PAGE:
One thing is to ensure they do not continue eating a high protein food – as this makes them even more hyperactive. Dont over exercise them or rough play as again they get too over excited, they dont know when to stop and then become hyper. Try if possible to give them their play time, stimulation, chewable toys to help with their teething, but plenty of rest and keep them calm if that is possible.
Setters should not be over exercised whilst youngsters from when you collect them at 8 weeks to 6 months old. Dont be eager to get them out, into the park and off the lead galloping. by all means trot them gentle round the block, go to puppy socialising, ringcraft whatever, but they need just like a human baby to have plenty of sleep as this is when they do their growing. If they are galloping about and running miles in open parkland their growth plates grow too fast and you end up with those horrible leggy, thin rangy setters.
Off the lead they are often a little difficult to train to return – especially when you want them to come back. They can be very selectively deaf when they chose to do so. I train my puppies from babies of 8 weeks – I have a Gundog whistle – an Acme (write down the number of the one you buy and if it gets lost you can replace with the identical pitch) I blow it twice when I call the puppy in to feed him, or I want him back in the house from outside. He then gets to know the whistle, realises when he comes he will get a reward either his dinner, or a treat. When you eventually let him off at 5 months whatever – just let him go a few yards away, call him and reward. Dont do it too many time that he can be naughty and not return. Each day try it again, a little further away, recall – treat – send away again. Once they are old enough Setters must have daily free galloping.
They must be groomed on a daily basis. They have long profuse feathering on their chest, legs, undercarriage and behind and if not combed regularly can get matted, knotted and then the knots start to tighten over time and pull the skin which can split and cause sores.So ensure you dont just brush over the top of the coat. They are also a trimmed breed – not just for the showring. Their ears/neck need trimming otherwise the air cannot circulate and they are prone to ear infection. Their feet must be kept trimmed – between the toes and under the pads – again knots can form – plus its easier that having them caked in mud from the fields. The rest of the trimming just makes them look smarter and neater and is a personal choice. A word of warning which is also mentioned under my trimming page. Do be careful where you take your setter to be groomed as some places will clipper off the body which is a NO NO and by then its too late – it will grow back horribly curly and lose that lovely straight coat which they should have. See separate link under Grooming chart on home page.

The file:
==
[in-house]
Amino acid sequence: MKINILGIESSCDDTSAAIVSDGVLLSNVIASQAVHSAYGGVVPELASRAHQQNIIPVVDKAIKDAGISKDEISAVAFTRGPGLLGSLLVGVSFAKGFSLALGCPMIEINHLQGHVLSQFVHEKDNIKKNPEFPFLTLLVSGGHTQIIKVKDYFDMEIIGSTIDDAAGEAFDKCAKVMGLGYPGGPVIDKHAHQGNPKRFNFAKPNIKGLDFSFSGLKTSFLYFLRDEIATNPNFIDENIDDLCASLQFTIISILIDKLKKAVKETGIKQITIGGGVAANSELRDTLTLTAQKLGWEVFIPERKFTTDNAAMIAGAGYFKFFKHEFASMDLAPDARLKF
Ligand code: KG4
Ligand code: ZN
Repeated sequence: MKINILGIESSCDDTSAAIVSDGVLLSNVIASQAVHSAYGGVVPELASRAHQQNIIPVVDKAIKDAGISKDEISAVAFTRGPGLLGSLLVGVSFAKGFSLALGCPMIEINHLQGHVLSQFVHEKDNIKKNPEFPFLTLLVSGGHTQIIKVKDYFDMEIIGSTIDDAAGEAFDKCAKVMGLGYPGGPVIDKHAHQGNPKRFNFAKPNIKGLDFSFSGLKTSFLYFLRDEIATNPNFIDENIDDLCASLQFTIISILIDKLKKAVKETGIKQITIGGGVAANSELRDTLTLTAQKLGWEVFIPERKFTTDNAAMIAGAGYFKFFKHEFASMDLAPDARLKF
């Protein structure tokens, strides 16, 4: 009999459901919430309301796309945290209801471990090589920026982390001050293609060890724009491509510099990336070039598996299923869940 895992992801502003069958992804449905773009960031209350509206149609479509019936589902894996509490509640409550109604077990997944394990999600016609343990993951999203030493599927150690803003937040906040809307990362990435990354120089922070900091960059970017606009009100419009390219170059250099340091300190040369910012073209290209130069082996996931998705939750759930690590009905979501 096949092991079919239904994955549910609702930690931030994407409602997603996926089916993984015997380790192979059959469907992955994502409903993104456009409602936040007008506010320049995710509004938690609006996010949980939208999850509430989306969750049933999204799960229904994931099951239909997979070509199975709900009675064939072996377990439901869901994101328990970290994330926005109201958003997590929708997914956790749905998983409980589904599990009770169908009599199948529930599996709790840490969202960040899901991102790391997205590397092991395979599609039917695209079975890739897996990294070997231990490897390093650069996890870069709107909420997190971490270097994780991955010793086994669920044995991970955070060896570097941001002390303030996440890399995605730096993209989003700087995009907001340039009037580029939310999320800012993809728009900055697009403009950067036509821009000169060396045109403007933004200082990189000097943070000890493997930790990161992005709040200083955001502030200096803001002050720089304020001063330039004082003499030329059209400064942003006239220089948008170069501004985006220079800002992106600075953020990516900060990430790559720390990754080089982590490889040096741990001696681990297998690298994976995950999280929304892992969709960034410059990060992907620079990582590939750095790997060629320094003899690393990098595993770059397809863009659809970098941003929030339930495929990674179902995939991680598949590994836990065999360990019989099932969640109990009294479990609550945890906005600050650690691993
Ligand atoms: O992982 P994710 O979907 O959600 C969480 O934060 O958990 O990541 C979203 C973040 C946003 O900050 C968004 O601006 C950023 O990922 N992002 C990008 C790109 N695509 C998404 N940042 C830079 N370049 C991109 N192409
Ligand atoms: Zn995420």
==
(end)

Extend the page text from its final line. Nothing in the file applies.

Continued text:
HIP SCORING – Both Parents MUST HAVE BEEN HIP SCORED. This cannot be done until the dog is over l2 month of age. It is only done the once for all Breeding stock and usually under anaesthetic. The dog is laid on its back and the rear legs pulled forward to get a good view of the hips/socket. An xray is taken and this is submitted to the BVA (British Veterinary association) where it is SCORED by a special panel who usually sit once a month. (It is now produced on a DVD and you are also given a copy) This means they look at each hip individually, how it sits in the socket, whether it is round, etc. etc. GET A TOTAL FOR EACH HIP SEPARATELY AND THE BREED AVERAGE SCORE IS THE TOTAL OF THESE TWO HIPS. At present for 2013 the Breed Average (an average of all setters scored) is l7 in total which is the Kennel club recommendation. THE LOWER THE SCORE THE BETTER. Each hip is given a separate score so for example the left may be 5 and the right may be 7 – so if you add the two together that gives a total score of l2. Years ago you would be satisfied if your score was around 5 to 35 in total but of course over the years it has dropped considerably. So from a personally opinion I would not breed with a bitch that was higher than 35. You cant change the bitch but you have the whole country to find a low score dog. So I would be looking for a dog that was definitely around or lower than the Breed average of l7. But this is of course up to individuals. Once again you could breed a dog with a score of 4 to a bitch with a score of 4 and there is no guarantee that their progeny(children) if scored would be low. All this information for every individual dog is published on the kennel club health checker, and the English Setter association Newsletter – so if you know the name of Mum or Dad of the litter you too can check it out. All the information for Mum and Dads hips are also shown on the kennel club Registration document you will be given with your new puppy. Check it out for yourself on the Kennel club Health checker – click your Breed of dog say English Setter – for the purpose of trying it out type in the Kennel Club name of my William …. Hartsett As You Like It At Ingella. (make sure you type it exactly right) it will then come up and tell you his hips are 4:4 —- then you can even delve further and click on Parents and it will then show you the Hip score of his Sire and Dam. If you want to then go deeper you can see if he has sired any progeny (children) amd how many, and what bitch he was mated to and the year. So all very interesting if you really want to know about a specific dog or bitch. If it hasnt been hip scored it will tell you